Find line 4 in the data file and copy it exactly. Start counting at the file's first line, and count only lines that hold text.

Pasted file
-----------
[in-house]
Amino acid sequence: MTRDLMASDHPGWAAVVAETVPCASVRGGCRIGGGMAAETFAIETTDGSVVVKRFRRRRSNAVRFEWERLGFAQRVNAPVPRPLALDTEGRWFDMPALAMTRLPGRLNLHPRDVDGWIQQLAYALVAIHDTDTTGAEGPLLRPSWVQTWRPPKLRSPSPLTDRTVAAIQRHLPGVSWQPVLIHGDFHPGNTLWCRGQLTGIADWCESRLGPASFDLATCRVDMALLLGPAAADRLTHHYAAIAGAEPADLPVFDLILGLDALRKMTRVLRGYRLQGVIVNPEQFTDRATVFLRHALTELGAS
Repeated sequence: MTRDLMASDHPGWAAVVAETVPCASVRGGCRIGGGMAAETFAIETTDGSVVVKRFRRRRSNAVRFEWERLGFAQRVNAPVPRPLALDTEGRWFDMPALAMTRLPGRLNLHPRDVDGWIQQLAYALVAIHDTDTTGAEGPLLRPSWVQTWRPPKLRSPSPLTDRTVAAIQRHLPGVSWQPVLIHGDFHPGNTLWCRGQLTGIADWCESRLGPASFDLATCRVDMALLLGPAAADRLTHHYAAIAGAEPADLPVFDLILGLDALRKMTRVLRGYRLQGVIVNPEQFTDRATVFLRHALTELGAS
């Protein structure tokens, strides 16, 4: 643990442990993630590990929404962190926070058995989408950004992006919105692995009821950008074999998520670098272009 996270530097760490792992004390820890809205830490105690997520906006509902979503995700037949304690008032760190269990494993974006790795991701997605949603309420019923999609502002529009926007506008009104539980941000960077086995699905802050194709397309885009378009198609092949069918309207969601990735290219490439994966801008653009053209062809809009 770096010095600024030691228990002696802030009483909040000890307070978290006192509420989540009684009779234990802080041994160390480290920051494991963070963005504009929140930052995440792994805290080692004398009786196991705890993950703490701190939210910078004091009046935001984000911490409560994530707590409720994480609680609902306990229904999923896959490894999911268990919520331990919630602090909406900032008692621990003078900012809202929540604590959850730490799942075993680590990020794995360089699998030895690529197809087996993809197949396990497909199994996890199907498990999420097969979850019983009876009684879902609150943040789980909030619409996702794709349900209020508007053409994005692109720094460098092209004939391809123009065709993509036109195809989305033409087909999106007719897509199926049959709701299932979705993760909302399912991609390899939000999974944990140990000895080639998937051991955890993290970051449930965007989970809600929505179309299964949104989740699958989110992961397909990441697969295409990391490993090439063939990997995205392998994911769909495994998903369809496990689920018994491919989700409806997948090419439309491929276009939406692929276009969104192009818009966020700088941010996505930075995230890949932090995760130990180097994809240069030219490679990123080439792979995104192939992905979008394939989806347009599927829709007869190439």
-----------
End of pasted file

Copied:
């Protein structure tokens, strides 16, 4: 643990442990993630590990929404962190926070058995989408950004992006919105692995009821950008074999998520670098272009 996270530097760490792992004390820890809205830490105690997520906006509902979503995700037949304690008032760190269990494993974006790795991701997605949603309420019923999609502002529009926007506008009104539980941000960077086995699905802050194709397309885009378009198609092949069918309207969601990735290219490439994966801008653009053209062809809009 770096010095600024030691228990002696802030009483909040000890307070978290006192509420989540009684009779234990802080041994160390480290920051494991963070963005504009929140930052995440792994805290080692004398009786196991705890993950703490701190939210910078004091009046935001984000911490409560994530707590409720994480609680609902306990229904999923896959490894999911268990919520331990919630602090909406900032008692621990003078900012809202929540604590959850730490799942075993680590990020794995360089699998030895690529197809087996993809197949396990497909199994996890199907498990999420097969979850019983009876009684879902609150943040789980909030619409996702794709349900209020508007053409994005692109720094460098092209004939391809123009065709993509036109195809989305033409087909999106007719897509199926049959709701299932979705993760909302399912991609390899939000999974944990140990000895080639998937051991955890993290970051449930965007989970809600929505179309299964949104989740699958989110992961397909990441697969295409990391490993090439063939990997995205392998994911769909495994998903369809496990689920018994491919989700409806997948090419439309491929276009939406692929276009969104192009818009966020700088941010996505930075995230890949932090995760130990180097994809240069030219490679990123080439792979995104192939992905979008394939989806347009599927829709007869190439």